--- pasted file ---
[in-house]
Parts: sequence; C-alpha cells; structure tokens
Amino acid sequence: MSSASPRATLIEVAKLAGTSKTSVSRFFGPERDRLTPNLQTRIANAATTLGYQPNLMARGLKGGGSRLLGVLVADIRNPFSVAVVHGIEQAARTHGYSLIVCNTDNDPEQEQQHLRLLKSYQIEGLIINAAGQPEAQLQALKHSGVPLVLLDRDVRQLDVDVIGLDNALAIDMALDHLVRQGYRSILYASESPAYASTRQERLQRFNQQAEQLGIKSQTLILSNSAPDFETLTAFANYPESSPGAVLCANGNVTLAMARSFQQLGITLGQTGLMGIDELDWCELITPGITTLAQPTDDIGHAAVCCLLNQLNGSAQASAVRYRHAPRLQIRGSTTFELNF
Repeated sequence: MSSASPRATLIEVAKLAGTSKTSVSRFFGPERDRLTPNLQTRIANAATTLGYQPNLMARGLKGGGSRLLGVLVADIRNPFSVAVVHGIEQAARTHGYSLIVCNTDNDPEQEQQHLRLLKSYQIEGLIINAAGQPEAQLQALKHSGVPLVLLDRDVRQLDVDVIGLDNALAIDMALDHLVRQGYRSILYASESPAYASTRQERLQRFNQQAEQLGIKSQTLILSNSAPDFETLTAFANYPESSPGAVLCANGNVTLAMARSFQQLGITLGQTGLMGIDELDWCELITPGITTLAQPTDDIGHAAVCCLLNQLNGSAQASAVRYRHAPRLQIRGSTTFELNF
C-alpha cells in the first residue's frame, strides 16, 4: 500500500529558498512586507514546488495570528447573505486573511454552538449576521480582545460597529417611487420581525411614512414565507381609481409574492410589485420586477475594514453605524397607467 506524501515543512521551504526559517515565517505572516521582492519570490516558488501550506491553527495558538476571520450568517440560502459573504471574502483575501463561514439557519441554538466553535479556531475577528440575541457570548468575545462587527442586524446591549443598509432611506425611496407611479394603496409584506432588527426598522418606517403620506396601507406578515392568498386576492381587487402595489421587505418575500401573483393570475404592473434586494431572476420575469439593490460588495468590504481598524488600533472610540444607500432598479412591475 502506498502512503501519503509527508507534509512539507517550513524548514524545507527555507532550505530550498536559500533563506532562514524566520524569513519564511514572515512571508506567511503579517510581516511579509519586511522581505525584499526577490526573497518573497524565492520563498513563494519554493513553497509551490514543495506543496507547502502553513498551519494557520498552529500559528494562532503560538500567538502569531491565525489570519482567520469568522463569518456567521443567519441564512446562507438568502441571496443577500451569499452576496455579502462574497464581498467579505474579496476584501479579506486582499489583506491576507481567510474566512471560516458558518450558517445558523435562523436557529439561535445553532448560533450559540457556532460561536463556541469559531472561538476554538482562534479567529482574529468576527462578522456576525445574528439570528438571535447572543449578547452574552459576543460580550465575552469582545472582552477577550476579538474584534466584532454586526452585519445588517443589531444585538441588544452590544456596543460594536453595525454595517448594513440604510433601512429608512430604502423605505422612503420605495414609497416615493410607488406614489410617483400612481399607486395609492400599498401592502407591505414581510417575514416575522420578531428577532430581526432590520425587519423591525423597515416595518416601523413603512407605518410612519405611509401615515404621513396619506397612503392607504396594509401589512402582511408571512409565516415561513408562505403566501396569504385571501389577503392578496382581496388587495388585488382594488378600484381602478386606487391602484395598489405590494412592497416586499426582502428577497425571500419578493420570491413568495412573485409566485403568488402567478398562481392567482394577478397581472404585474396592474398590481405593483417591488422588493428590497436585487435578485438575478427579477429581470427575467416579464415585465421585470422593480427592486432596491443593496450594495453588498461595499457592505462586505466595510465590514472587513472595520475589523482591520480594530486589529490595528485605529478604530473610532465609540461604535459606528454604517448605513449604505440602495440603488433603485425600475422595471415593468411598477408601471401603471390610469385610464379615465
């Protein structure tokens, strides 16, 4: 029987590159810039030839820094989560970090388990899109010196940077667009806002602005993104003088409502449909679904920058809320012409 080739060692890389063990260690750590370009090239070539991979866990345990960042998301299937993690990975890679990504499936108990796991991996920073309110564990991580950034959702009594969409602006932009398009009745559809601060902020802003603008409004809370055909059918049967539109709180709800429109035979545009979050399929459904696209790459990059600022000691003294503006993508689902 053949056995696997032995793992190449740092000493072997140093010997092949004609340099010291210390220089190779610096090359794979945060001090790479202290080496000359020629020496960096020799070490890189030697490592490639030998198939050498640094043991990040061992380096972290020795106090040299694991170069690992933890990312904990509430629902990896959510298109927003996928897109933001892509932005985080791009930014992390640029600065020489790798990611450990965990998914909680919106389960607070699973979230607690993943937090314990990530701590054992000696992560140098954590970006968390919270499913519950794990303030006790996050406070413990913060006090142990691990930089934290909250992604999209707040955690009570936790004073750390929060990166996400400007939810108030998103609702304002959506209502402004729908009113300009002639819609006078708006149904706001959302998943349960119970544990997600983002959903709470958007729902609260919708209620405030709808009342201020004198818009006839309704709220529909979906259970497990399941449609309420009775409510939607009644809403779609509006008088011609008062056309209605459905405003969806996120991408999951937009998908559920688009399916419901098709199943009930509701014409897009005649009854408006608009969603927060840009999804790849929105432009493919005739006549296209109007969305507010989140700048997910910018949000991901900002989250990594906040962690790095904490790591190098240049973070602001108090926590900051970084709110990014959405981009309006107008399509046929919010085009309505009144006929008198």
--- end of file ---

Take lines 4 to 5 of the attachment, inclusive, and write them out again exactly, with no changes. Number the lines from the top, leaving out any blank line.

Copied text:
Repeated sequence: MSSASPRATLIEVAKLAGTSKTSVSRFFGPERDRLTPNLQTRIANAATTLGYQPNLMARGLKGGGSRLLGVLVADIRNPFSVAVVHGIEQAARTHGYSLIVCNTDNDPEQEQQHLRLLKSYQIEGLIINAAGQPEAQLQALKHSGVPLVLLDRDVRQLDVDVIGLDNALAIDMALDHLVRQGYRSILYASESPAYASTRQERLQRFNQQAEQLGIKSQTLILSNSAPDFETLTAFANYPESSPGAVLCANGNVTLAMARSFQQLGITLGQTGLMGIDELDWCELITPGITTLAQPTDDIGHAAVCCLLNQLNGSAQASAVRYRHAPRLQIRGSTTFELNF
C-alpha cells in the first residue's frame, strides 16, 4: 500500500529558498512586507514546488495570528447573505486573511454552538449576521480582545460597529417611487420581525411614512414565507381609481409574492410589485420586477475594514453605524397607467 506524501515543512521551504526559517515565517505572516521582492519570490516558488501550506491553527495558538476571520450568517440560502459573504471574502483575501463561514439557519441554538466553535479556531475577528440575541457570548468575545462587527442586524446591549443598509432611506425611496407611479394603496409584506432588527426598522418606517403620506396601507406578515392568498386576492381587487402595489421587505418575500401573483393570475404592473434586494431572476420575469439593490460588495468590504481598524488600533472610540444607500432598479412591475 502506498502512503501519503509527508507534509512539507517550513524548514524545507527555507532550505530550498536559500533563506532562514524566520524569513519564511514572515512571508506567511503579517510581516511579509519586511522581505525584499526577490526573497518573497524565492520563498513563494519554493513553497509551490514543495506543496507547502502553513498551519494557520498552529500559528494562532503560538500567538502569531491565525489570519482567520469568522463569518456567521443567519441564512446562507438568502441571496443577500451569499452576496455579502462574497464581498467579505474579496476584501479579506486582499489583506491576507481567510474566512471560516458558518450558517445558523435562523436557529439561535445553532448560533450559540457556532460561536463556541469559531472561538476554538482562534479567529482574529468576527462578522456576525445574528439570528438571535447572543449578547452574552459576543460580550465575552469582545472582552477577550476579538474584534466584532454586526452585519445588517443589531444585538441588544452590544456596543460594536453595525454595517448594513440604510433601512429608512430604502423605505422612503420605495414609497416615493410607488406614489410617483400612481399607486395609492400599498401592502407591505414581510417575514416575522420578531428577532430581526432590520425587519423591525423597515416595518416601523413603512407605518410612519405611509401615515404621513396619506397612503392607504396594509401589512402582511408571512409565516415561513408562505403566501396569504385571501389577503392578496382581496388587495388585488382594488378600484381602478386606487391602484395598489405590494412592497416586499426582502428577497425571500419578493420570491413568495412573485409566485403568488402567478398562481392567482394577478397581472404585474396592474398590481405593483417591488422588493428590497436585487435578485438575478427579477429581470427575467416579464415585465421585470422593480427592486432596491443593496450594495453588498461595499457592505462586505466595510465590514472587513472595520475589523482591520480594530486589529490595528485605529478604530473610532465609540461604535459606528454604517448605513449604505440602495440603488433603485425600475422595471415593468411598477408601471401603471390610469385610464379615465